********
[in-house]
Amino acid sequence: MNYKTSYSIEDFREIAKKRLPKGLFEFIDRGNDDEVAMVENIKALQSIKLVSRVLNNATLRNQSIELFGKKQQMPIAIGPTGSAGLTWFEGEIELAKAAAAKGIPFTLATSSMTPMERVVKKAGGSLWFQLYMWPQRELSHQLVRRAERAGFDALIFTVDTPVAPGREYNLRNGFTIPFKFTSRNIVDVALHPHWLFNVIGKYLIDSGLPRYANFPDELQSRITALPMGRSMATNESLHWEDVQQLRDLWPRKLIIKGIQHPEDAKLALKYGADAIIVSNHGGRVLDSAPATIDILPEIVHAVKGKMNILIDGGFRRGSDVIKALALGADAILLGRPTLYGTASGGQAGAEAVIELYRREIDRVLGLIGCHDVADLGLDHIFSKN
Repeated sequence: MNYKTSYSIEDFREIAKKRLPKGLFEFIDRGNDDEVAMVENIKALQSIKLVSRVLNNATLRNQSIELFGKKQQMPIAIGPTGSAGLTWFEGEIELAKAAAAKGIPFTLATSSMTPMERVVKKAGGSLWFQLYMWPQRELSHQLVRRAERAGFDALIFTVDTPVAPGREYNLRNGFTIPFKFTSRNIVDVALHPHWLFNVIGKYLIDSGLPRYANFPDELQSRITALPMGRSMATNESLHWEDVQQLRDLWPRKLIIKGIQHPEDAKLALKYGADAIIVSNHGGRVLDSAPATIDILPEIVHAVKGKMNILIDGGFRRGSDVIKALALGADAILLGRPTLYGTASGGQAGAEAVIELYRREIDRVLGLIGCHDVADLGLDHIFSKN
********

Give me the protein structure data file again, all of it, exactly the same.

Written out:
[in-house]
Amino acid sequence: MNYKTSYSIEDFREIAKKRLPKGLFEFIDRGNDDEVAMVENIKALQSIKLVSRVLNNATLRNQSIELFGKKQQMPIAIGPTGSAGLTWFEGEIELAKAAAAKGIPFTLATSSMTPMERVVKKAGGSLWFQLYMWPQRELSHQLVRRAERAGFDALIFTVDTPVAPGREYNLRNGFTIPFKFTSRNIVDVALHPHWLFNVIGKYLIDSGLPRYANFPDELQSRITALPMGRSMATNESLHWEDVQQLRDLWPRKLIIKGIQHPEDAKLALKYGADAIIVSNHGGRVLDSAPATIDILPEIVHAVKGKMNILIDGGFRRGSDVIKALALGADAILLGRPTLYGTASGGQAGAEAVIELYRREIDRVLGLIGCHDVADLGLDHIFSKN
Repeated sequence: MNYKTSYSIEDFREIAKKRLPKGLFEFIDRGNDDEVAMVENIKALQSIKLVSRVLNNATLRNQSIELFGKKQQMPIAIGPTGSAGLTWFEGEIELAKAAAAKGIPFTLATSSMTPMERVVKKAGGSLWFQLYMWPQRELSHQLVRRAERAGFDALIFTVDTPVAPGREYNLRNGFTIPFKFTSRNIVDVALHPHWLFNVIGKYLIDSGLPRYANFPDELQSRITALPMGRSMATNESLHWEDVQQLRDLWPRKLIIKGIQHPEDAKLALKYGADAIIVSNHGGRVLDSAPATIDILPEIVHAVKGKMNILIDGGFRRGSDVIKALALGADAILLGRPTLYGTASGGQAGAEAVIELYRREIDRVLGLIGCHDVADLGLDHIFSKN